He's not trying to save his job, he's trying to escape.
We're officially nominating Kate Upton for the Nobel Peace Prize.
Something you may have picked up on when watching CNBC interviews is that if an anchor or a reporter has fond feelings for their interviewee, they often find it difficult to suppress. Joe Kernen, for example, more or less fellated David Tepper when the hedge fund manager appeared on Squawk Box a while back, telling Tepper his "entire body had chills" at the thought of having him on set (Bill Murray received the same treatment last Friday). To that end, perhaps you saw Darren Rovell's interview with Kate Upton?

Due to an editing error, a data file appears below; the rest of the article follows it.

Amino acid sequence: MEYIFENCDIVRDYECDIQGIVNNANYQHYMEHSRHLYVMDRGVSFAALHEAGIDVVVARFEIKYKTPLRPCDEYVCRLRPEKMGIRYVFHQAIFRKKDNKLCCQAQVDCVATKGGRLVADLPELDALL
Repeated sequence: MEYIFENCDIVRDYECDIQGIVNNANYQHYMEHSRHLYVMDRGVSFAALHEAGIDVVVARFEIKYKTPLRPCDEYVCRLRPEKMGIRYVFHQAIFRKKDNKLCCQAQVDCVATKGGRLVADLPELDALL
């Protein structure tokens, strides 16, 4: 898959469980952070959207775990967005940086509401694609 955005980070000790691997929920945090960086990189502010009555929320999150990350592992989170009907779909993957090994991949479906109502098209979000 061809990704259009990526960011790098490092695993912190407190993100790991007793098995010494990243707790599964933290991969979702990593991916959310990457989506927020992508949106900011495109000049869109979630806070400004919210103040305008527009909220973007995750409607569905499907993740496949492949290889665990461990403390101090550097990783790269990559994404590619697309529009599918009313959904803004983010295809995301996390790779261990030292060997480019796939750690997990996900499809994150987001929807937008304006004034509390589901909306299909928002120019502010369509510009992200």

U.S. stocks experience significantly better returns during years when an American model graces the cover of the Sports Illustrated swimsuit issue than during years when the magazine cover features a foreign model, history shows. The S&P 500 had an average return of 14.3 percent during the 17 years since 1978 that featured an American, with positive returns a whopping 88 percent of the time, according to the Bespoke Investment Group blog. That’s about four percentage points above the average return during the years that featured a model from another country. The difference would be even greater, if not for the failure of the indicator in 2008, when the S&P 500 plunged 37 percent after Sports Illustrated featured American-born Marisa Miller and Lehman Brothers collapsed. Last year, Russia’s Irina Shayk graced the cover and the U.S. benchmark subsequently returned a disappointing 2.1 percent.